This page should be a starting point to help you configure your GPU card for john the ripper under linux

GPU Setup

As a side note, remember that under linux you have two kind of video card drivers:

  • the open source / community one (named nouveau, radeon)
  • the vendor / closed source one (named nvidia, fglrx)

If you want to use OpenCL / GPU computing at the moment you need to use the driver provided by the vendor and disable the open source one

X11 vs framebuffer

One of the main problem you may incour when trying to enable GPU computing on you linux machine could be the presence of the open source driver . This driver, nouveau for nvidia and radeon for amd cards, will enable framebuffer at boot time .

While framebuffer is a marvellous mode, that makes your text console pretty, on the other side it locks your GPU resources and you won't be able to rmmod the driver to enable the proprietary one.

Worst than that: even if you specify nvidia/fglrx as driver for your X11 session it won't be used because nouveau/radeon gets in the middle.

The only solution is to either blacklist nouveau/radeon driver in /etc/modprobe.d/blacklist.conf either from boot time; look on your favourite distro forums for instruction on how to do it.

AMD / ATI

AMD, formerly ATI, needs an X server running and a user logged in to be able to use OpenCL. This means your X server is configured to use “fglrx” as a driver and you use lightdm / xdm / kdm / gdm at startup.

If you need to use OpenCL from a remote session you might want to enable autologin on lightdm as suggested in this url or, if you feel, just edit /etc/lightdm/lightdm.conf

and add the following content:

[SeatDefaults]
autologin-user=<YOUR USER>
autologin-user-timeout=0
user-session=ubuntu
greeter-session=unity-greeter

Running AMD Apps Remotely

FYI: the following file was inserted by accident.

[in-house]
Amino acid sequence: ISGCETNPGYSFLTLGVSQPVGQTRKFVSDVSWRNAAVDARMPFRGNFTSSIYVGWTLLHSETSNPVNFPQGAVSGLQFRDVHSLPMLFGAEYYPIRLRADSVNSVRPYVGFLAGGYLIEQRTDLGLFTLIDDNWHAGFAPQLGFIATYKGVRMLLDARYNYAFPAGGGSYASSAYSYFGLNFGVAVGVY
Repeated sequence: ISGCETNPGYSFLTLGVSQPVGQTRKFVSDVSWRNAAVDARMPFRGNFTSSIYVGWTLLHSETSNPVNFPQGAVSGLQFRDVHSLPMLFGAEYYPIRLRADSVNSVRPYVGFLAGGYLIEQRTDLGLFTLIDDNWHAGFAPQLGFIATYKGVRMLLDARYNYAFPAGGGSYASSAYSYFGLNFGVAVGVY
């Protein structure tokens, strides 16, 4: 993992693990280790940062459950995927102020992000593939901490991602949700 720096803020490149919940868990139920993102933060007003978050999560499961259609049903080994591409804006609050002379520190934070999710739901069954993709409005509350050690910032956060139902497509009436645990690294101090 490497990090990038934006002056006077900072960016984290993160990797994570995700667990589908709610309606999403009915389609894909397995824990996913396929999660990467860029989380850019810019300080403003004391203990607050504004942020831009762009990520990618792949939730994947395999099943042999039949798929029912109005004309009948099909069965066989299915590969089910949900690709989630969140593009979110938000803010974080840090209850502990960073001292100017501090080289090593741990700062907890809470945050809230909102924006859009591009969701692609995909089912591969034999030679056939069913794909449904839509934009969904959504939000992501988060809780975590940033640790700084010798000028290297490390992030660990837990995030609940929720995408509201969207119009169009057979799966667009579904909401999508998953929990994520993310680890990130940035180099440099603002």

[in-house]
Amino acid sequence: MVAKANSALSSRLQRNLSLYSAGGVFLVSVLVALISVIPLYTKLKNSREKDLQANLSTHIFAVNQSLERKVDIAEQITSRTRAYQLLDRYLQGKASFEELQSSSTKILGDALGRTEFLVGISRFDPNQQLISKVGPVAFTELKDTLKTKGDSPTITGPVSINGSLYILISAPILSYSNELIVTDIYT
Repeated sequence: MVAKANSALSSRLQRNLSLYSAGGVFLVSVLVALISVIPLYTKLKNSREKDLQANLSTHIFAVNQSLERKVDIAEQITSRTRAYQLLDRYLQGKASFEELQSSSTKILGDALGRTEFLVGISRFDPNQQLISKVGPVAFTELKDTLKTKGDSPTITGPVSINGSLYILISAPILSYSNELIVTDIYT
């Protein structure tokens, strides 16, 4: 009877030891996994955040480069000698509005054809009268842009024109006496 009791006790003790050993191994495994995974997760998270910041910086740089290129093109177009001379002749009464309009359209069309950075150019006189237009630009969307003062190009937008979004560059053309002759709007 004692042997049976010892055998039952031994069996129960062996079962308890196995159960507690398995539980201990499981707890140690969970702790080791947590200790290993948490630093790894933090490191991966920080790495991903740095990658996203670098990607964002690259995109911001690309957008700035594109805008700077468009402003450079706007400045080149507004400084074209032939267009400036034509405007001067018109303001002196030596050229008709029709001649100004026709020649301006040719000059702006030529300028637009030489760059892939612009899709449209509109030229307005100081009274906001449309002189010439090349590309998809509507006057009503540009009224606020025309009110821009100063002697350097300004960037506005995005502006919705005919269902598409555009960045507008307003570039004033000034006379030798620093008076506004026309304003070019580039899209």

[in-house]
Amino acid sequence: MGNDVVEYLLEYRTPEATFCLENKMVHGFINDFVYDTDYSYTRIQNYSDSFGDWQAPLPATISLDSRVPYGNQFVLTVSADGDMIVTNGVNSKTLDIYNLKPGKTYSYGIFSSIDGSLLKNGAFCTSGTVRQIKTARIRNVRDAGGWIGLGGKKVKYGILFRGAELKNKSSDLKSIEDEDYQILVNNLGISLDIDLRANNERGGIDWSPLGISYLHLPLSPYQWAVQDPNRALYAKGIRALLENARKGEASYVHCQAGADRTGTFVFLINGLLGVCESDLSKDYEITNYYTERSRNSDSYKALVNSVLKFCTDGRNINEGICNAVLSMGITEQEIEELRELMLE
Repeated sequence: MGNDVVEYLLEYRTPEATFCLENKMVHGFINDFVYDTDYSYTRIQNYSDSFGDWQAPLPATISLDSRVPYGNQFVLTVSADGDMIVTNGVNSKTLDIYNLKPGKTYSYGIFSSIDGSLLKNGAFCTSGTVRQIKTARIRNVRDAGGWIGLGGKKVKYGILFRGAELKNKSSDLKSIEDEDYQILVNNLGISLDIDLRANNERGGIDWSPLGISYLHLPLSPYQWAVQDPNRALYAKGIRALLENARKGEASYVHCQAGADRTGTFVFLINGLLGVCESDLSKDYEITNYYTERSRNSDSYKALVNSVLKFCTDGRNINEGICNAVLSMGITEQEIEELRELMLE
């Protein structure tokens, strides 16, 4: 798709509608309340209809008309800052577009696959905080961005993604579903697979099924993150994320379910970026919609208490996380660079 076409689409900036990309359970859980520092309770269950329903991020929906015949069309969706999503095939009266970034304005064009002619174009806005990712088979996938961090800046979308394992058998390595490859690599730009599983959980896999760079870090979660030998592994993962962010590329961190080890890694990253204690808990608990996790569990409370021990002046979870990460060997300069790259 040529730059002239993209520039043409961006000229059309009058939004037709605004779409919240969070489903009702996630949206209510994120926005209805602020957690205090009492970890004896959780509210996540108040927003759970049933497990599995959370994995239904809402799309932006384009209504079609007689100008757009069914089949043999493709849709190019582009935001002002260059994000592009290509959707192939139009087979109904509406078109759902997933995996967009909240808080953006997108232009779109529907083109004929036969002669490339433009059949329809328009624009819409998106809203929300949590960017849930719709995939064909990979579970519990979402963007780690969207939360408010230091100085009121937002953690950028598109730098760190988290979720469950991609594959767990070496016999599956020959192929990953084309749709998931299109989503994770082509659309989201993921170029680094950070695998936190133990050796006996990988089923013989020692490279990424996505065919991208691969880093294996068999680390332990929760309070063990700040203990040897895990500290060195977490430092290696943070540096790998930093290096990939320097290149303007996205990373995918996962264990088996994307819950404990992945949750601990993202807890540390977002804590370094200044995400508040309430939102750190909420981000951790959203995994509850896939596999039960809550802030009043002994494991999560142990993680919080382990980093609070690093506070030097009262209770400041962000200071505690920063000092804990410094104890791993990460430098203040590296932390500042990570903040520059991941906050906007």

X11 forwarding

if you connect from remote with ssh beware of X11 forwarding which can be enabled/disabled with -X/-x .

if you enabled it accidentally and need to disable for that session just do unset DISPLAY

When in doubt just do a clinfo to see if everything is ok, you should get something like this

samu@cthulhu:~$clinfo
 Number of platforms:                             1
  Platform Profile:                              FULL_PROFILE
  Platform Version:                              OpenCL 1.1 AMD-APP (898.1)
  Platform Name:                                 AMD Accelerated Parallel Processing
  Platform Vendor:                               Advanced Micro Devices, Inc.
  Platform Extensions:                           cl_khr_icd cl_amd_event_callback cl_amd_offline_devices
  Platform Name:                                 AMD Accelerated Parallel Processing
 Number of devices:                               2
  Device Type:                                   CL_DEVICE_TYPE_GPU

key here is the CL_DEVICE_TYPE_GPU this means you have a gpu capable of OpenCL

NVIDIA

Nvidia is rather stable and simple to setup; nvidia is the driver you need to use to enable OpenCL.

if nouveau is enabled before nvidia you need to reboot your machine and either add

nouveau.blacklist=yes

as kernel boot option (works for live cd too) or add to /etc/modprobe.d/blacklist.conf

blacklist nouveau

Since you may want to use nvidia from remote with ssh and without having X already running or configured you might need to do

modprobe nvidia

and

nvidia-smi -q

before being able to use it

CPU mode

if you have a AMD card and AMD cpu you might change your OpenCL code to either run on CPU or on GPU.

This can help on tracking problem debug with gdb as suggested by AMD

Keep in mind that working only on CPU could lead to some misbehaviours due to having different bus transfer

Dual GPU system

Dual GPU at the moment could be a bit messy: linux distribution are not yet ready with packages for Nvidia and AMD, tough maintainers are trying to fix it. For this reason at the moment, mixing both drivers and libraries could lead you to strange side effects; nothing to worrry about, but you could end spending a lot of time trying to figure out which correct order of libraries to specify when using Nvidia and which one to use when using AMD; it's strongly suggested to do that only if you have a lot of free time and you know what you are doing.

In case you want a mixed system it is strongly suggested to have Xorg attached to AMD and do as Lukas suggest:

I have xorg.conf with fglrx. After X's starts up I do:
  modprobe nvidia
  and
  nvidia-smi -q
Second step does some magic, without it my gtx is not available for cuda or opencl.

Having dual AMD or dual Nvidia is simpler.

john/GPU-setup.txt · Last modified: 2012/06/20 20:42 by ukasz
 
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